Wayne County Michigan

The Finney House was on the southeast corner of Woodward and Gratiot, and Alanson Sheley, who for many years lived in the next block north, had, with other old residents, recently moved up town. Sheley's old home was moved to Stimson Place, a short distance east of Cass Avenue, and is there now. The Finney Hotel Barn was where the Chamber of Commerce Building, now Detroit Savings Bank, is located. The third building of the First Presbyterian Church or, strictly speaking, the First Protestant Society, was at the northwest corner of Farmer and Gratiot. When Joseph L. Hudson bought that property, years afterward, some people predicted his failure because he was exchanging a place on the avenue for a remote and obscure corner.
The City of Detroit Michigan 1701 - 1922 The S.J. Clarke Publishing Co VOLUME 1

Flat Rock, MI (Flat Rock Hotel) (1915) - Contributed by Paul Petosky

Detroit MI - Griswold Hotel 1910 - Contributed by Paul Petosky


Detroit, MI (Madison & Lenox Hotels, Madison Avenue (1930)
Ernest H. Piper, General Manager - Contributed by Paul Petosky

" I Cry for Detroit - Because it didn't have to happen" cw
Photo by "Forgotten Detroit"

Originally designed as the Madison Hotel by F.C.Pollmar in 1900 and the Lenox Hotel by A.C. Varney in 1903. A two-story building between the two hotels later connected the pair, creating the Madison-Lenox Hotel. The buildings were last occupied during the 1990s. The hotels stood at the south-west corner of Madison street and East Grand River Avenue.
In 1985, theater actor Council Cargle and his wife, Maggie Porter, founded the 40-seat Harmonie Park Playhouse in the basement of the Madison-Lenox Hotel. The basement theater, which had previously been utilized as a barbershop and artist studio, was used for off-Broadway productions until the theater's closure in 1990.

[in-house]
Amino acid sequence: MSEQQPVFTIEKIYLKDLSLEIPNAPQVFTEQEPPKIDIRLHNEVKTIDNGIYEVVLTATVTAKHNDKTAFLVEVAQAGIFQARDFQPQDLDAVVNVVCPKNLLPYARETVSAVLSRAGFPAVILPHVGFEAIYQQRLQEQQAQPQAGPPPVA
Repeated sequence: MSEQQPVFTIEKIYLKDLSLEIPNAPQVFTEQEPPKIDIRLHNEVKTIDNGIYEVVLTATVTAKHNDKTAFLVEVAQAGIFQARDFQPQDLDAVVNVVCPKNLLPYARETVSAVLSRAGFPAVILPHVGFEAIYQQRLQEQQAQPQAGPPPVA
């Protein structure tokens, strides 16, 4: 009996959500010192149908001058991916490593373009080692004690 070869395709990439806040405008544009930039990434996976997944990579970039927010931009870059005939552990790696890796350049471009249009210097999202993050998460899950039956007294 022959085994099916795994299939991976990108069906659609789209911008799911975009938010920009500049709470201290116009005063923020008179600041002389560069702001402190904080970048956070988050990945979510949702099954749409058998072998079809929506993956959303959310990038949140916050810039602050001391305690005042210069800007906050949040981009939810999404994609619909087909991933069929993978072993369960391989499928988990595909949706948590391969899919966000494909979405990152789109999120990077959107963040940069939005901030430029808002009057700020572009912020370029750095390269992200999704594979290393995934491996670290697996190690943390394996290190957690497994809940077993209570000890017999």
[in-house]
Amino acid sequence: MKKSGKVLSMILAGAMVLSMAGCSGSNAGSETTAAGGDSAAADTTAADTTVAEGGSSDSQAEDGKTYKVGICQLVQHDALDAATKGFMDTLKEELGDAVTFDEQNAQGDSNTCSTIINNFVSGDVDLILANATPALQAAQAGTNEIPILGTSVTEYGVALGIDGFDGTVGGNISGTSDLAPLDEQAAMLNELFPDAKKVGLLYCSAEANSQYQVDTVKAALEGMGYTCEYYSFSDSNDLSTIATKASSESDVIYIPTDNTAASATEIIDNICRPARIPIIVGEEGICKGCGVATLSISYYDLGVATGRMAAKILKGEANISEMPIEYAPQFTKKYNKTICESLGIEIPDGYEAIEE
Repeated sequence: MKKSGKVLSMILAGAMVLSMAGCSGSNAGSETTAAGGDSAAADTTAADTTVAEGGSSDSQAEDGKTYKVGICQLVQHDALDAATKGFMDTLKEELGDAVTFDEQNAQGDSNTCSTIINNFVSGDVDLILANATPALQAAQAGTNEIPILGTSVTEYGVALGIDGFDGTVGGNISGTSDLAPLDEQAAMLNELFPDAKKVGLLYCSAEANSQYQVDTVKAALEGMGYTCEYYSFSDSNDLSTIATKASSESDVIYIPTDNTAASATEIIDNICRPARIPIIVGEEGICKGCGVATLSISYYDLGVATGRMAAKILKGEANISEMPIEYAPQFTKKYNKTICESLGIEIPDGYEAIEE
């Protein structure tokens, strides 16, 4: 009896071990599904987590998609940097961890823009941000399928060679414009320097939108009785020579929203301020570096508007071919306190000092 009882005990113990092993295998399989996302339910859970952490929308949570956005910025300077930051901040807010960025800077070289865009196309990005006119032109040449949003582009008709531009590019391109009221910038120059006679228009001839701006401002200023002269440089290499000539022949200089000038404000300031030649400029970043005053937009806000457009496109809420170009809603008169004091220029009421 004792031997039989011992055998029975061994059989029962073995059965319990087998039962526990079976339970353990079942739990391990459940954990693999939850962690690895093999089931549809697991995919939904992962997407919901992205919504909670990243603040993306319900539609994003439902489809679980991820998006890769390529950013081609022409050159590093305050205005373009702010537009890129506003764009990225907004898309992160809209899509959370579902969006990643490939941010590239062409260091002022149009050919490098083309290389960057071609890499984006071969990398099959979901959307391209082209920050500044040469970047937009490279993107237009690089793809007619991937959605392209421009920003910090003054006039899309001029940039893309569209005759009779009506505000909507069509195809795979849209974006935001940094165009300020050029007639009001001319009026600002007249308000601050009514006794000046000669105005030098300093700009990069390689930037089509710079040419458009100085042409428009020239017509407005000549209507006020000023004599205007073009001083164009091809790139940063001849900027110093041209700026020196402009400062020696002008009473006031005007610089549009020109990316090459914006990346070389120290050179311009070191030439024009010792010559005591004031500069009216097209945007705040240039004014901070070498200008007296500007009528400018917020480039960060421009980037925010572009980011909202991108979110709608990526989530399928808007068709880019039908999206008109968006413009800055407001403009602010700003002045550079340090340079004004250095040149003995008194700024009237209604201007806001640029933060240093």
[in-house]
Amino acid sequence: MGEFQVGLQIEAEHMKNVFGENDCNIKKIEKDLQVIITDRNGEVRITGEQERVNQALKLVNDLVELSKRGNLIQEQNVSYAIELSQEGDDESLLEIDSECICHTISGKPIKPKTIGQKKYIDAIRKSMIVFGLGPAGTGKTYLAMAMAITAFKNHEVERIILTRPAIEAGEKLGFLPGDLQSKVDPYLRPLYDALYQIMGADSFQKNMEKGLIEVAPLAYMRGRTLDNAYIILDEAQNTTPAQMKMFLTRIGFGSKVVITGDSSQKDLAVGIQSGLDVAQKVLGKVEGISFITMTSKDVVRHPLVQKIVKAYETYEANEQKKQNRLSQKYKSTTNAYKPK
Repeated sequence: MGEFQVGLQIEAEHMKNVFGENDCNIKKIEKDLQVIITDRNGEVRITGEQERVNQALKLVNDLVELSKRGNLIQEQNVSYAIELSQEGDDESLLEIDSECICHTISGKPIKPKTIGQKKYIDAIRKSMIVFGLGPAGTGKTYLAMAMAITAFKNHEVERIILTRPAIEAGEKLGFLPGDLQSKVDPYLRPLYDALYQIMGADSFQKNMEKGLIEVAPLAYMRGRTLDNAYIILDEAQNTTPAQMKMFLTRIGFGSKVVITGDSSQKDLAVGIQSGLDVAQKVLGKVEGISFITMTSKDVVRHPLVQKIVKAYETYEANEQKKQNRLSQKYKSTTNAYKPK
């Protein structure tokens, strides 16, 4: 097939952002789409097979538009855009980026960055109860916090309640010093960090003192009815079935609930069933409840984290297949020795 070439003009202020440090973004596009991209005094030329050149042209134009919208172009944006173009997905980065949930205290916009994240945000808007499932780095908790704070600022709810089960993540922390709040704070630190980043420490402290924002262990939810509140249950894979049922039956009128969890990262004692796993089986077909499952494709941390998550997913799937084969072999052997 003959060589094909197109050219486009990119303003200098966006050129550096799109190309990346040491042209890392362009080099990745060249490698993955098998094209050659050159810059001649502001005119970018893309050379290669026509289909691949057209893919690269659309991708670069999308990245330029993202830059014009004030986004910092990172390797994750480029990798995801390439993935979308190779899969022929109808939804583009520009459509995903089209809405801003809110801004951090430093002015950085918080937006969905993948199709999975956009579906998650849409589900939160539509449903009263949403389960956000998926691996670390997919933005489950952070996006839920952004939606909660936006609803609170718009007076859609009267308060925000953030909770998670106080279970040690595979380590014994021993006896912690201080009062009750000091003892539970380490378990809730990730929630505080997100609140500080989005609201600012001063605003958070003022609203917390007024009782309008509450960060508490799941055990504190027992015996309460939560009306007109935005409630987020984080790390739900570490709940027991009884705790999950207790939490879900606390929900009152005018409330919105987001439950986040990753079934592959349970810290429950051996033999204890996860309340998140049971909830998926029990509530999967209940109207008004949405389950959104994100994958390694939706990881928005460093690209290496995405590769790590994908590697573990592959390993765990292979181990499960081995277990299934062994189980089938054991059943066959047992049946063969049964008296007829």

The May 2005 demolition was the subject of significant controversy. Though demolition permits had been denied the city government pressed for the building's destruction nevertheless, stating that the structure was in danger of collapse. Preservation groups fought the demolition with a restraining order a few hours after work commenced, but later that day a judge allowed the demolition to continue. Even though the HDC had originally denied demolition permits they did not oppose the move. The whole structure was gone within a week.
The building was the second on the "11 Most Endangered Historic Places" to be demolished.
The property is still held by Ilitch Holdings and is currently used as a parking lot. The gated parking area is serviced by Olympia Entertainment and chiefly serves Comerical Park.

Detroit, MI (The Stevenson Hotel) (1924) - Contributed by Paul Petosky

Detroit, MI (Wayne Hotel) (1909) (Wayne County) - Contributed by Paul Petosky

Detroit, MI (Hotel Webster Hall) (1925) - Contributed by Paul Petosky

Webster Hall, was built at the same time as the Book Cadillac Hotel, but it was overshadowed by the larger, more opulent Book Cadillac Hotel. Webster Hall was located at Cass Avenue, Putnam Street, and Woodward Avenue in the city's art center. It had 800 rooms, two coffee shops, a ballroom, meeting rooms, and a large swimming pool in the basement. It was a residential hotel for men and women located close to the Detroit Public Library, the Detroit Institute of Arts, and Wayne State University. It operated in bankruptcy in the 1930s and its 220 employees staged a sit-down strike in March 1937, leaving the 650 hotel guests to cope as best they could. Only the drug store and cigar shop continued to operate during the strike. In the mid-l940s Wayne State University took over the hotel, renamed it Mackenzie Hall, and used it as a dormitory, recreation, and office building. It was imploded in the mid-1990s and is now the site of a parking garage. (Excerpt - Detroit's Historic Hotels - Patricia Ibbotson